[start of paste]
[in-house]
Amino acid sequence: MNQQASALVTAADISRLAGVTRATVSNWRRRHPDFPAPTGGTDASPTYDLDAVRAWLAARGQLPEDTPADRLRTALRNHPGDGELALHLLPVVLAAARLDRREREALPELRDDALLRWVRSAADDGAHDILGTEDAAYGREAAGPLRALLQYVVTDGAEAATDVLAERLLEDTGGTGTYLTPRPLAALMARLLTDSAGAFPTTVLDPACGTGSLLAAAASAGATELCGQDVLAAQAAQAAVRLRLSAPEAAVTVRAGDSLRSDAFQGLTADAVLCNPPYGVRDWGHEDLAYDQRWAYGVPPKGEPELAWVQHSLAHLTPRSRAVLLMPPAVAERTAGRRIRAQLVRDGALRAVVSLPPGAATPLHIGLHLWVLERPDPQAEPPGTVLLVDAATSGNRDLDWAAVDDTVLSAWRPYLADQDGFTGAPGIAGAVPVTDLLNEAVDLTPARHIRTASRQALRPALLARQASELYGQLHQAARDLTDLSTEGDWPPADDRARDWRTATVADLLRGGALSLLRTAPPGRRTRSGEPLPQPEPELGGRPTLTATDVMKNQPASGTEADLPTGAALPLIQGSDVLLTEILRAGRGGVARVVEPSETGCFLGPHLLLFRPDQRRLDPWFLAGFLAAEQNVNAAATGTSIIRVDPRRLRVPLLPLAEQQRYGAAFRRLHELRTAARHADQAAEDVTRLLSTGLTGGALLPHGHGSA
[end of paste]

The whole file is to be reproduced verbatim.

[in-house]
Amino acid sequence: MNQQASALVTAADISRLAGVTRATVSNWRRRHPDFPAPTGGTDASPTYDLDAVRAWLAARGQLPEDTPADRLRTALRNHPGDGELALHLLPVVLAAARLDRREREALPELRDDALLRWVRSAADDGAHDILGTEDAAYGREAAGPLRALLQYVVTDGAEAATDVLAERLLEDTGGTGTYLTPRPLAALMARLLTDSAGAFPTTVLDPACGTGSLLAAAASAGATELCGQDVLAAQAAQAAVRLRLSAPEAAVTVRAGDSLRSDAFQGLTADAVLCNPPYGVRDWGHEDLAYDQRWAYGVPPKGEPELAWVQHSLAHLTPRSRAVLLMPPAVAERTAGRRIRAQLVRDGALRAVVSLPPGAATPLHIGLHLWVLERPDPQAEPPGTVLLVDAATSGNRDLDWAAVDDTVLSAWRPYLADQDGFTGAPGIAGAVPVTDLLNEAVDLTPARHIRTASRQALRPALLARQASELYGQLHQAARDLTDLSTEGDWPPADDRARDWRTATVADLLRGGALSLLRTAPPGRRTRSGEPLPQPEPELGGRPTLTATDVMKNQPASGTEADLPTGAALPLIQGSDVLLTEILRAGRGGVARVVEPSETGCFLGPHLLLFRPDQRRLDPWFLAGFLAAEQNVNAAATGTSIIRVDPRRLRVPLLPLAEQQRYGAAFRRLHELRTAARHADQAAEDVTRLLSTGLTGGALLPHGHGSA